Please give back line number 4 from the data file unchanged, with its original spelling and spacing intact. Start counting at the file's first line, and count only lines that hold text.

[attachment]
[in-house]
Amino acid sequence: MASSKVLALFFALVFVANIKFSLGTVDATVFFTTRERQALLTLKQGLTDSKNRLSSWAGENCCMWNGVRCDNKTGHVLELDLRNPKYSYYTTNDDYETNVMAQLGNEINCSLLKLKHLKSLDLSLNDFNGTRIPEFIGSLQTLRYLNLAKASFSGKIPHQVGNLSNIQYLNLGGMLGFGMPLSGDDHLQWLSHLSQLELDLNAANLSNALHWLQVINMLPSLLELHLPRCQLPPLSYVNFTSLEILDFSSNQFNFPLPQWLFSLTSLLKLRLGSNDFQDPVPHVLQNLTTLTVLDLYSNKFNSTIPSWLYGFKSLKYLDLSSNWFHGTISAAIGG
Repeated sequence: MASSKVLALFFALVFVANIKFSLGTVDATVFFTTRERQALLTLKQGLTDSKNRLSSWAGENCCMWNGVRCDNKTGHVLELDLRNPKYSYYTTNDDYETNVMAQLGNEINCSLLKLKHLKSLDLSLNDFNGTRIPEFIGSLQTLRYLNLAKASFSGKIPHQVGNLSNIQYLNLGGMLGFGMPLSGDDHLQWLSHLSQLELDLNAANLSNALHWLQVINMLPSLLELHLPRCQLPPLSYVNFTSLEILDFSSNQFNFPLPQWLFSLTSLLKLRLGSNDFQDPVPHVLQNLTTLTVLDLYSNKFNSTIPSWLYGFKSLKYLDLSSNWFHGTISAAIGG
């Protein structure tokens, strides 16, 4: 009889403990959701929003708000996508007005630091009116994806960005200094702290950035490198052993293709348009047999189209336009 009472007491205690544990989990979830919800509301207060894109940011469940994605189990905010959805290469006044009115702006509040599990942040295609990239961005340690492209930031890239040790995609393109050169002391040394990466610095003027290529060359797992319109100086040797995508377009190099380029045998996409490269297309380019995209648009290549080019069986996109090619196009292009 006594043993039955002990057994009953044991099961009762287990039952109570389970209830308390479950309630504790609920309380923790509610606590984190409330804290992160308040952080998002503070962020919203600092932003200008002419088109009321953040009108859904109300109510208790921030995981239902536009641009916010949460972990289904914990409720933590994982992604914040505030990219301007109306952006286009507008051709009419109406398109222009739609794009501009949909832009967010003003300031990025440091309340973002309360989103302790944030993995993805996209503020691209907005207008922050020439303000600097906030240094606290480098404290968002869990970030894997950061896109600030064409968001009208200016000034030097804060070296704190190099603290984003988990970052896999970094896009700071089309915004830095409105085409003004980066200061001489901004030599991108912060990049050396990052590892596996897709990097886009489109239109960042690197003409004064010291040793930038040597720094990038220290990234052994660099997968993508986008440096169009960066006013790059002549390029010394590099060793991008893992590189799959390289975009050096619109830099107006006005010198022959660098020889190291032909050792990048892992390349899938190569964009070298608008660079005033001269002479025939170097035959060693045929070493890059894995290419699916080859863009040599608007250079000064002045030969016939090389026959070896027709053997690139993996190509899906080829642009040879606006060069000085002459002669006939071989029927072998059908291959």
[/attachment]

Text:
């Protein structure tokens, strides 16, 4: 009889403990959701929003708000996508007005630091009116994806960005200094702290950035490198052993293709348009047999189209336009 009472007491205690544990989990979830919800509301207060894109940011469940994605189990905010959805290469006044009115702006509040599990942040295609990239961005340690492209930031890239040790995609393109050169002391040394990466610095003027290529060359797992319109100086040797995508377009190099380029045998996409490269297309380019995209648009290549080019069986996109090619196009292009 006594043993039955002990057994009953044991099961009762287990039952109570389970209830308390479950309630504790609920309380923790509610606590984190409330804290992160308040952080998002503070962020919203600092932003200008002419088109009321953040009108859904109300109510208790921030995981239902536009641009916010949460972990289904914990409720933590994982992604914040505030990219301007109306952006286009507008051709009419109406398109222009739609794009501009949909832009967010003003300031990025440091309340973002309360989103302790944030993995993805996209503020691209907005207008922050020439303000600097906030240094606290480098404290968002869990970030894997950061896109600030064409968001009208200016000034030097804060070296704190190099603290984003988990970052896999970094896009700071089309915004830095409105085409003004980066200061001489901004030599991108912060990049050396990052590892596996897709990097886009489109239109960042690197003409004064010291040793930038040597720094990038220290990234052994660099997968993508986008440096169009960066006013790059002549390029010394590099060793991008893992590189799959390289975009050096619109830099107006006005010198022959660098020889190291032909050792990048892992390349899938190569964009070298608008660079005033001269002479025939170097035959060693045929070493890059894995290419699916080859863009040599608007250079000064002045030969016939090389026959070896027709053997690139993996190509899906080829642009040879606006060069000085002459002669006939071989029927072998059908291959």